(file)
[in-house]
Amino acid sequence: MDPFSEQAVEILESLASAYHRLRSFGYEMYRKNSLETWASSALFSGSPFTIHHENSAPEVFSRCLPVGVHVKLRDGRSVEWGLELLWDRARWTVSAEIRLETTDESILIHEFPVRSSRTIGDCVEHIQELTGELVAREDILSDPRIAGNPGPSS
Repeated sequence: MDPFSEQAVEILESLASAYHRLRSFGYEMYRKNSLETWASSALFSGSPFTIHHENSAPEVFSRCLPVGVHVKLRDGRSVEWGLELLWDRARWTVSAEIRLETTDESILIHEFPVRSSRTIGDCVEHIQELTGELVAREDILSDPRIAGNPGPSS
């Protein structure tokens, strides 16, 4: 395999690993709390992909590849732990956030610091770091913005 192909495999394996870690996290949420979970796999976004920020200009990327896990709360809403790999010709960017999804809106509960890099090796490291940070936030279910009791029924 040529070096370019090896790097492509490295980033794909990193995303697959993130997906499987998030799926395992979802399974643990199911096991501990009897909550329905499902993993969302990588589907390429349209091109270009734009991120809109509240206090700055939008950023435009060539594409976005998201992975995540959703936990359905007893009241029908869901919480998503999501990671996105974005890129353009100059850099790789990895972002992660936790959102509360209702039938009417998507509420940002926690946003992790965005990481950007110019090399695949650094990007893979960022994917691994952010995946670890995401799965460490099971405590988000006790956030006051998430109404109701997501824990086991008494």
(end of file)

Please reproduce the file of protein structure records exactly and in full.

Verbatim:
[in-house]
Amino acid sequence: MDPFSEQAVEILESLASAYHRLRSFGYEMYRKNSLETWASSALFSGSPFTIHHENSAPEVFSRCLPVGVHVKLRDGRSVEWGLELLWDRARWTVSAEIRLETTDESILIHEFPVRSSRTIGDCVEHIQELTGELVAREDILSDPRIAGNPGPSS
Repeated sequence: MDPFSEQAVEILESLASAYHRLRSFGYEMYRKNSLETWASSALFSGSPFTIHHENSAPEVFSRCLPVGVHVKLRDGRSVEWGLELLWDRARWTVSAEIRLETTDESILIHEFPVRSSRTIGDCVEHIQELTGELVAREDILSDPRIAGNPGPSS
């Protein structure tokens, strides 16, 4: 395999690993709390992909590849732990956030610091770091913005 192909495999394996870690996290949420979970796999976004920020200009990327896990709360809403790999010709960017999804809106509960890099090796490291940070936030279910009791029924 040529070096370019090896790097492509490295980033794909990193995303697959993130997906499987998030799926395992979802399974643990199911096991501990009897909550329905499902993993969302990588589907390429349209091109270009734009991120809109509240206090700055939008950023435009060539594409976005998201992975995540959703936990359905007893009241029908869901919480998503999501990671996105974005890129353009100059850099790789990895972002992660936790959102509360209702039938009417998507509420940002926690946003992790965005990481950007110019090399695949650094990007893979960022994917691994952010995946670890995401799965460490099971405590988000006790956030006051998430109404109701997501824990086991008494």